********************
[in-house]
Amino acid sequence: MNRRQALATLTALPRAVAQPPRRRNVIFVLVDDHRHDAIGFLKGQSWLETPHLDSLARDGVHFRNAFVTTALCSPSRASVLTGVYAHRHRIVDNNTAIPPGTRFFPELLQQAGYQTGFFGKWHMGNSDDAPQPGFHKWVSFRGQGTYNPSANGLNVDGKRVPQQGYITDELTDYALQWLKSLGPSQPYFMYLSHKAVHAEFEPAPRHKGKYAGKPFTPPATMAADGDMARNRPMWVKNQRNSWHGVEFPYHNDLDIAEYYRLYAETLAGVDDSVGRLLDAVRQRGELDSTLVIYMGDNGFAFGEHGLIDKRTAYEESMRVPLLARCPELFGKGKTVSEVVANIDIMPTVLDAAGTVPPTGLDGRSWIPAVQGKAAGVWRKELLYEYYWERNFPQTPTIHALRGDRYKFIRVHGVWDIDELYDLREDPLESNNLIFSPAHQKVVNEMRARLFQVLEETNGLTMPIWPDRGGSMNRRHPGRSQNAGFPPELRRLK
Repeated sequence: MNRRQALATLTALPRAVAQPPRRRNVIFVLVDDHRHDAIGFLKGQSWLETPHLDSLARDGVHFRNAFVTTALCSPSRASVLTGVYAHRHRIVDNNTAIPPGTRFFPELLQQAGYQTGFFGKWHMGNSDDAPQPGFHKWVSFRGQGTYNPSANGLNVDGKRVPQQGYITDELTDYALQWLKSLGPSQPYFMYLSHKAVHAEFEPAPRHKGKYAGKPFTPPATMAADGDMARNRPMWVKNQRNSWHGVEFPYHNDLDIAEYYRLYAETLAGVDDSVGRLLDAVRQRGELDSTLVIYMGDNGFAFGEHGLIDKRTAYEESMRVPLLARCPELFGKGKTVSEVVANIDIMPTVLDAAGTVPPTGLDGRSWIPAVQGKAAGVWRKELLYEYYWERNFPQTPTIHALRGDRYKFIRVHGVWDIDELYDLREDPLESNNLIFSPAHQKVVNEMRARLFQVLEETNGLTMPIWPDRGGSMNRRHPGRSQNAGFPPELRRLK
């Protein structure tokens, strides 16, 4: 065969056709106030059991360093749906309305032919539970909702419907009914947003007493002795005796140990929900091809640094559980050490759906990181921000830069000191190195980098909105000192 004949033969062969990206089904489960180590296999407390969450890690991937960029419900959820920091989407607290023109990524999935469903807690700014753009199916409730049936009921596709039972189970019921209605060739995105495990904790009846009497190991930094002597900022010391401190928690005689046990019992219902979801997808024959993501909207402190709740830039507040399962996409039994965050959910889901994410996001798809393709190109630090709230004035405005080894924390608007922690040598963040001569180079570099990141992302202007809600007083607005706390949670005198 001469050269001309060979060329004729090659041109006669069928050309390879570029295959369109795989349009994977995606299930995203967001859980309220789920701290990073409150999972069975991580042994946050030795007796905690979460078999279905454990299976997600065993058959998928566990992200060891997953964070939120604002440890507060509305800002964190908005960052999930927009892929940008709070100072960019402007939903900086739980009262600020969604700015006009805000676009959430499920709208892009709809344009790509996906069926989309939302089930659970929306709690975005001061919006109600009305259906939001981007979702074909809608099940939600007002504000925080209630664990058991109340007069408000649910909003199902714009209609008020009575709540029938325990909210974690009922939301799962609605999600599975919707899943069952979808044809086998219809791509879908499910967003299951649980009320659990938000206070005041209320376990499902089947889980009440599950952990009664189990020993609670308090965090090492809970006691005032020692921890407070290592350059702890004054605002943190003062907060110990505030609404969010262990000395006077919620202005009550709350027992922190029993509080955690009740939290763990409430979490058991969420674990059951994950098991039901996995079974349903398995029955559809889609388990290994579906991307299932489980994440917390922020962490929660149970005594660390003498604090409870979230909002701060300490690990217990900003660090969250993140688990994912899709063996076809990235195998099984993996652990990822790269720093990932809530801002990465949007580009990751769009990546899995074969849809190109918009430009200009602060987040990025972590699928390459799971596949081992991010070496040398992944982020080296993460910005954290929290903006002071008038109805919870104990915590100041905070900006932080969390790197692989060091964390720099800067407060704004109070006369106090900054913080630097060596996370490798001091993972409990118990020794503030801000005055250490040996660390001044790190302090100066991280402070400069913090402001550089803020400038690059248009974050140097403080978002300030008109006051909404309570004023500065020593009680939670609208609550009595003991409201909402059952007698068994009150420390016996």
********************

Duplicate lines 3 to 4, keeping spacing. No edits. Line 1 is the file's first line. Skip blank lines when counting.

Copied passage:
Repeated sequence: MNRRQALATLTALPRAVAQPPRRRNVIFVLVDDHRHDAIGFLKGQSWLETPHLDSLARDGVHFRNAFVTTALCSPSRASVLTGVYAHRHRIVDNNTAIPPGTRFFPELLQQAGYQTGFFGKWHMGNSDDAPQPGFHKWVSFRGQGTYNPSANGLNVDGKRVPQQGYITDELTDYALQWLKSLGPSQPYFMYLSHKAVHAEFEPAPRHKGKYAGKPFTPPATMAADGDMARNRPMWVKNQRNSWHGVEFPYHNDLDIAEYYRLYAETLAGVDDSVGRLLDAVRQRGELDSTLVIYMGDNGFAFGEHGLIDKRTAYEESMRVPLLARCPELFGKGKTVSEVVANIDIMPTVLDAAGTVPPTGLDGRSWIPAVQGKAAGVWRKELLYEYYWERNFPQTPTIHALRGDRYKFIRVHGVWDIDELYDLREDPLESNNLIFSPAHQKVVNEMRARLFQVLEETNGLTMPIWPDRGGSMNRRHPGRSQNAGFPPELRRLK
């Protein structure tokens, strides 16, 4: 065969056709106030059991360093749906309305032919539970909702419907009914947003007493002795005796140990929900091809640094559980050490759906990181921000830069000191190195980098909105000192 004949033969062969990206089904489960180590296999407390969450890690991937960029419900959820920091989407607290023109990524999935469903807690700014753009199916409730049936009921596709039972189970019921209605060739995105495990904790009846009497190991930094002597900022010391401190928690005689046990019992219902979801997808024959993501909207402190709740830039507040399962996409039994965050959910889901994410996001798809393709190109630090709230004035405005080894924390608007922690040598963040001569180079570099990141992302202007809600007083607005706390949670005198 001469050269001309060979060329004729090659041109006669069928050309390879570029295959369109795989349009994977995606299930995203967001859980309220789920701290990073409150999972069975991580042994946050030795007796905690979460078999279905454990299976997600065993058959998928566990992200060891997953964070939120604002440890507060509305800002964190908005960052999930927009892929940008709070100072960019402007939903900086739980009262600020969604700015006009805000676009959430499920709208892009709809344009790509996906069926989309939302089930659970929306709690975005001061919006109600009305259906939001981007979702074909809608099940939600007002504000925080209630664990058991109340007069408000649910909003199902714009209609008020009575709540029938325990909210974690009922939301799962609605999600599975919707899943069952979808044809086998219809791509879908499910967003299951649980009320659990938000206070005041209320376990499902089947889980009440599950952990009664189990020993609670308090965090090492809970006691005032020692921890407070290592350059702890004054605002943190003062907060110990505030609404969010262990000395006077919620202005009550709350027992922190029993509080955690009740939290763990409430979490058991969420674990059951994950098991039901996995079974349903398995029955559809889609388990290994579906991307299932489980994440917390922020962490929660149970005594660390003498604090409870979230909002701060300490690990217990900003660090969250993140688990994912899709063996076809990235195998099984993996652990990822790269720093990932809530801002990465949007580009990751769009990546899995074969849809190109918009430009200009602060987040990025972590699928390459799971596949081992991010070496040398992944982020080296993460910005954290929290903006002071008038109805919870104990915590100041905070900006932080969390790197692989060091964390720099800067407060704004109070006369106090900054913080630097060596996370490798001091993972409990118990020794503030801000005055250490040996660390001044790190302090100066991280402070400069913090402001550089803020400038690059248009974050140097403080978002300030008109006051909404309570004023500065020593009680939670609208609550009595003991409201909402059952007698068994009150420390016996």